web story

Here was a tremendous publishing opportunity...

My exposure to the web came from a stray newspaper in the student lounge at Swarthmore. In the December '93 New York Times, John Markoff had written a piece about Mosaic and the World Wide Web. Graphics and links to traverse the Internet? I had been surfing the text-based 'net since 1988, especially USENET - using a mouse to surf information was a wild idea.

The whole concept immediately blew me away. Soon after surfing the web, I realized that nearly all of the online publishing efforts were amateur - people who knew how to use HTML, but didn't necessarily have anything in particular to say. - I could put my writings and words up electronically, make them look pretty, and engage the web with links. And I didn't have to pay anyone to do any of it!

...and I didn't have to pay anyone for it!

In January of 1994, I read some online information on HTML, set up a copy of MacHTTP on my Powerbook 180, and put up "Justin's Home Page". The first draft had links to HTML information, some stuff about my college, a photo of me and Oliver North, a sound clip of Jane's Addiction's lead singer saying "Well I'm on acid too, and I ain't throwin' shoes at you," and a list of my favourite web sites.

Swarthmore assigned Internet connection numbers dynamically; each time my computer crashed or rebooted I had to run around my dorm getting people to restart their systems so I could be at the right place in line.

The first login from outside Swarthmore was January 23.

At the time, I was a freshperson in the depths of Willets, a dorm nestled in the shrubbery of Swarthmore College in the removed pleasantness of Swarthmore, Pennsylvania. I was having a great time surfing, and I was taking the time to record my favourite links, with descriptions of the sites I was visiting. The pages grew and grew, as the web did, and as I found additional luscious links and nifty net nuggets. Soon I was paring off pages, in order to keep my site streamlined. I decided to shift from a purely personal perspective, so "Justin's Home Page" became "Links from the Underground", after a book of dark musings by Fyodor Dostoyevsky.

My hit counts were climbing, as I was expanding my scope. Word of mouth and links from other pages were bringing visitors in, and with them comments and encouragement. Unfortunately, my enterprise was crowding the computer, slowing down the Swarthmore College Computer Society.

Unfortunately, my enterprise was crowding the computer, slowing down the Swarthmore College Computer Society.

Since December, I had been calling Wired magazine, trying to get an internship. I had met with little success - they had all the lackeys they needed. Right about the time the sysadmins at Swarthmore wanted to get rid of me, I decided to apply to work at Wired online, the web page development zone for the voice of the digital revolution. I talked to Julie Petersen, about the web and online and my desire to work there. When she asked for my e-mail address, I gave her instead my URL and waited nervously while she inspected my page. By the time she got to the picture of Cary Grant taking acid, she was laughing, and I had an in.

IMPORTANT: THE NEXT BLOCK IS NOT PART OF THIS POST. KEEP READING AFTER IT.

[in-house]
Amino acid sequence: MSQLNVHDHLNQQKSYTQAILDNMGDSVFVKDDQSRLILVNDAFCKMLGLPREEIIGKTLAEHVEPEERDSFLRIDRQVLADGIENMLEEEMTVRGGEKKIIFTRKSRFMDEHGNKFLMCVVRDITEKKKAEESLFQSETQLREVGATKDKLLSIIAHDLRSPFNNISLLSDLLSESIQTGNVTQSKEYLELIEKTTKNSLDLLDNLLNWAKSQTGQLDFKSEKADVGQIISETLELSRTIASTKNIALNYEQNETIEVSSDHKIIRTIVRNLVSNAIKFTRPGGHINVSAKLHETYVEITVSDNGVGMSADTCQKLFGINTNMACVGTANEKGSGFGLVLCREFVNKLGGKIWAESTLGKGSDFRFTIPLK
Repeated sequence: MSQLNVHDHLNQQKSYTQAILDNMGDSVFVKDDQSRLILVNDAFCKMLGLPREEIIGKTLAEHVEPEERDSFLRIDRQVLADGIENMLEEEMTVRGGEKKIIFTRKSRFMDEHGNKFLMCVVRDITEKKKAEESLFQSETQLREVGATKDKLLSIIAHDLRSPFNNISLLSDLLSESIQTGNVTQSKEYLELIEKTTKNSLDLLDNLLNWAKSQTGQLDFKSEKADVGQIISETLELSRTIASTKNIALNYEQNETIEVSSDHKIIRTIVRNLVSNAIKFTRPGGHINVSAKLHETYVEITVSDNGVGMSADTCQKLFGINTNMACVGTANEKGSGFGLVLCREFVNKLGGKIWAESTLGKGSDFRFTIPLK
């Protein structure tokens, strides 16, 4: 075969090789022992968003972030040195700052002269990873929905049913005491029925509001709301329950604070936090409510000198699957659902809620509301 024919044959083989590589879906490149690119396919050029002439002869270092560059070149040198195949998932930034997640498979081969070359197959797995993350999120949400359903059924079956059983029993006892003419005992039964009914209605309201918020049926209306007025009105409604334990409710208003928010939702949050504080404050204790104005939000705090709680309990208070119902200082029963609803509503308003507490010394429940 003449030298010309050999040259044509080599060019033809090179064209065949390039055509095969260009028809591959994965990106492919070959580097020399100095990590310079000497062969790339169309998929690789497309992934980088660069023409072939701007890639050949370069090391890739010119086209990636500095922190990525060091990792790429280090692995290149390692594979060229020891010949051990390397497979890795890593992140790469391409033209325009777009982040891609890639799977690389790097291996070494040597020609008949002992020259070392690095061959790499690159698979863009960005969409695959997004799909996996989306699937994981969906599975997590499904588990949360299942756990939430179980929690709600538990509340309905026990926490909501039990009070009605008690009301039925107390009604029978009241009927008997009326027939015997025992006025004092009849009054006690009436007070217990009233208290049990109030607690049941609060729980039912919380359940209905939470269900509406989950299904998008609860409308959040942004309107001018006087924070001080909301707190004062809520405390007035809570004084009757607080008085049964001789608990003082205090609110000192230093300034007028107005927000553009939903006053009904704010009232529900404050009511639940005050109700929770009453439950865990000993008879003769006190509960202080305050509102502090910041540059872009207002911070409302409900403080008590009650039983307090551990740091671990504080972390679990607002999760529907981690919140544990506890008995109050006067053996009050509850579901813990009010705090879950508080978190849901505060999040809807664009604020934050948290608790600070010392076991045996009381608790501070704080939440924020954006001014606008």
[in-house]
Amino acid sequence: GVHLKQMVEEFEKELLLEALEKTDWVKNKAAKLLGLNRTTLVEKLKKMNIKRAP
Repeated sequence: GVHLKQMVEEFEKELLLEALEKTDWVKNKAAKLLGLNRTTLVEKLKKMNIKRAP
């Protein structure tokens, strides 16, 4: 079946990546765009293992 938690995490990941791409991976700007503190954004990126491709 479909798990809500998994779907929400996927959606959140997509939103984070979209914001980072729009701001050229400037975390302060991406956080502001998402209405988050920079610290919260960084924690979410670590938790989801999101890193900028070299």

Cary Grant dropping

By the time she got to the picture of Cary Grant taking acid, she was laughing, and I had an in.

The base of operations for these pages then moved in the summer of '94 to the offices of WiReD Magazine, where I was an online intern. Being at Wired, in the online department, left me sitting on top of the web. Wired is a clearing house for cool computer stuff, online and off. I did my best to keep up with the flow. Now I was a card-carrying member of their digital revolution!

Then, when Wired online became HotWired, I was gainfully employed as an Editorial Assistant. As a web magazine, HotWired provided me with an even better view of the net. Here, I discovered that my experiences out on the web might even be worth something to somebody.

Perhaps the greatest thing about my time at HotWired was the people I worked with. Mostly closely, Jonathan Steuer and Howard Rheingold. When both of these fellows quit, I was not going to stick around - Hotwired was losing funsense.

The web has untapped potential still.

I have had the opportunity to speak before groups about my experiences and I find myself harping on one point. The web has untapped potential still. There is so much opportunity for people to craft their web wide vision. Get out there, play around, and contribute your personal effort. Take someone you know with an interesting story, and help them tell it over the web. Good telling of human stories is the best way to keep the Internet and the World Wide Web from becoming a waste vastland. With enough perseverance and personality, you could create a seminal site.

Good telling of human stories is the best way to keep the Internet and the World Wide Web from becoming a waste vastland.

After my term at HotWired and Wired, I moved back to Swarthmore to attend the spring semester, as a first semester sophomore. Now I'm back doin' pages out of my dorm room, and percolating in my peer group.

For information about how I put this all together, and links to useful resources to do so yourself, check out my getting started page.

Now I have a publication that gets many tens of thousands of hits daily. I created it all on a Powerbook. It cost me nothing. I can maintain it from anywhere I can be on the Internet. And for better or for worse, no one edits me, or has control over the content I provide. It is a self-publishing dream.

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